Patching and joint compounds. These things also release asbestos if you sand, scrape, or drill them.
Flooring. Certain kinds of floor tiles (such as vinyl asbestos, asphalt, and rubber), the backing on vinyl sheet flooring, and adhesives used to install floor tiles can all contain asbestos. Removing, sanding, or scraping these materials may send fibers into the air.
Shingles, siding, and some roofing materials. These probably won’t release fibers unless you cut or drill into them.
If you have any of these materials in your home and they’re in good condition—that is, they’re not cut, scraped, crumbling, or damaged in any way—the asbestos they contain will probably stay where it is. But when you’re renovating, disturbing or tearing out asbestos-containing materials is dangerous business. Even if you’re a do-it-yourselfer, call a professional to remove the asbestos safely before you work with or around any of these materials. To find a company qualified for the job, check your local Yellow Pages under “Asbestos Abatement and Removal Service.”
If you suspect that an asbestos-containing product is releasing fibers into your home (if basement pipe insulation is torn, cut, scraped, or water-damaged, say), keep people and pets out of the area, and call a professional who can remove or repair the asbestos safely. Here’s what each option involves:
It’s important to get the lead out—of your home, that is. Lead is super toxic to people (especially children) and pets, causing a slew of serious health problems including brain damage; nervous-system disorders; headaches; and behavior, learning, growth, and hearing problems in children. Lead can be ingested (as when kids or pets eat paint chips or get lead-laden dust in their mouths) or inhaled, a particular danger during renovations. Also, lead from flaking exterior paint can get into the soil around a home so that kids playing outside may be breathing lead dust and tracking it into the house.
The older your home, the more likely it is to contain lead-based paint. The U.S. banned lead paint in 1978, so if your home was built before then, have it tested for lead. To find someone in your area who’s EPA-certified to test for and get rid of lead, visit www.epa.gov/lead and, in the left-hand menu, click Lead Professionals.
If you suspect anyone in your household has been exposed to lead, especially kids younger than 6, ask your doctor for a blood test. And hire a lead abatement professional, who can get rid of lead and clean up afterwards.
Mold is made up of microscopic fungi that thrive in moist areas and reproduce through spores. It’s ugly, it smells musty, and it’s bad for you. It can cause respiratory problems like allergic reactions and episodes of asthma. It may also contribute to sick building syndrome (see Sick Building Syndrome).
The key to preventing mold is controlling moisture. First and foremost, make sure water doesn’t penetrate your home from outside, getting into walls and other unventilated areas. The home’s exterior, from foundation to roof (what builders call the “envelope”), needs to keep water out and let interior moisture escape. To keep water from seeping in, you need vapor barriers on the warm sides of the walls and roof, flashing around chimneys, and 6 mm polyethylene sheeting over dirt floors or crawlspaces. Also, the ground around your home should slope slightly away from the foundation to drain rainwater away.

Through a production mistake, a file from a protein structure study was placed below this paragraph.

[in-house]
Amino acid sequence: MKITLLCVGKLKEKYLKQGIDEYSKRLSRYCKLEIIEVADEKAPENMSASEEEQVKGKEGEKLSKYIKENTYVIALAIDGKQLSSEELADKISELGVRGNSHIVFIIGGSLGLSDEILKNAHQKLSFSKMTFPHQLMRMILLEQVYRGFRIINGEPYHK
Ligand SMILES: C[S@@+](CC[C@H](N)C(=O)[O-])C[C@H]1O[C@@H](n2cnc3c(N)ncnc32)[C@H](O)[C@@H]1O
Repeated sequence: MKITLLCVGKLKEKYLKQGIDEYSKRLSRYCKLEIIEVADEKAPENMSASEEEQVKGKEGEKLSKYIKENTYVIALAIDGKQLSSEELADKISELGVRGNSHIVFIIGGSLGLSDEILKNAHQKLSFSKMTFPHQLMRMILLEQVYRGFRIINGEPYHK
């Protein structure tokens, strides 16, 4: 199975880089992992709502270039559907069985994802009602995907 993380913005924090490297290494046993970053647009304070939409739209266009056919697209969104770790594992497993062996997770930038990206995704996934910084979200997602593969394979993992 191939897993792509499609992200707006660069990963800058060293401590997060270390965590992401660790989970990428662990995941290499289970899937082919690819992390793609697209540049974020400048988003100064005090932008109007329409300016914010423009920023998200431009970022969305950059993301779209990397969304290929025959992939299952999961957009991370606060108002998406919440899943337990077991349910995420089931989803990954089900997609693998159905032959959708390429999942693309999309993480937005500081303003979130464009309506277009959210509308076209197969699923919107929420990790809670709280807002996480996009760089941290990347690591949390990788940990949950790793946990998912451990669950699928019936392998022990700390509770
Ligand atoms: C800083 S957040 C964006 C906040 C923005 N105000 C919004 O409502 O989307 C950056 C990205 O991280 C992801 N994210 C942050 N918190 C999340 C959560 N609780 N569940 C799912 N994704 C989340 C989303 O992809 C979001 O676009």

During renovations, find and seal any leaks and make sure there’s good ventilation throughout the house. Add insulation to prevent condensation on cold surfaces, like pipes, exterior walls, and floors. If certain windows always have condensation on them, replace them with Energy Star models. Dehumidifiers and air conditioners can also help. Finally, don’t install carpet in damp areas where mold is a problem—or likely to become one.
You could have radon in your home and not even know it—you can’t see, smell, or taste it, but it can have serious consequences. After cigarettes, this naturally occurring, radioactive gas is the second leading cause of lung cancer deaths in the U.S. and U.K. (If you smoke and are exposed to radon, your chance of developing lung cancer increases astronomically.)
Radon exists naturally in air, water, and soil, and enters buildings through cracks and gaps—in flooring, walls, joints, and where pipes enter the house. You can buy a do-it-yourself radon testing kit or hire a professional to do the test for you (find one in your state at www.epa.gov/iaq/whereyoulive.html).
According to the EPA, 1 in 15 U.S. homes may have elevated radon levels. Radon is very localized: One house may have a problem while the next-door neighbors don’t. If a test finds radon in your home, take steps to get rid of it ASAP. There are several ways to reduce radon:
Sealing cracks and gaps. Renovating is a good time to close up any openings in your home’s foundations, walls, and so on.
Soil suction. This method involves installing a vent pipe system and fan, which pulls radon from the soil beneath the house and vents it outside, where it dissipates in the air rather than getting into your home.
Pressurization. With this approach, a fan blows air into the affected area from upstairs or outside the house. That raises the air pressure in the area it’s blowing into, keeping radon from sneaking in. For this method to be effective, the windows in the affected area (for example, the basement) have to stay closed.
If you’ve got health problems, it may not be you that’s sick—it may be the building you live or work in. Sick building syndrome (SBS) causes a host of symptoms, including watery eyes, coughing, headaches, throat irritation, dizziness, nausea, and fatigue. If you have these symptoms when you’re inside and they go away soon after you exit, SBS may be the cause.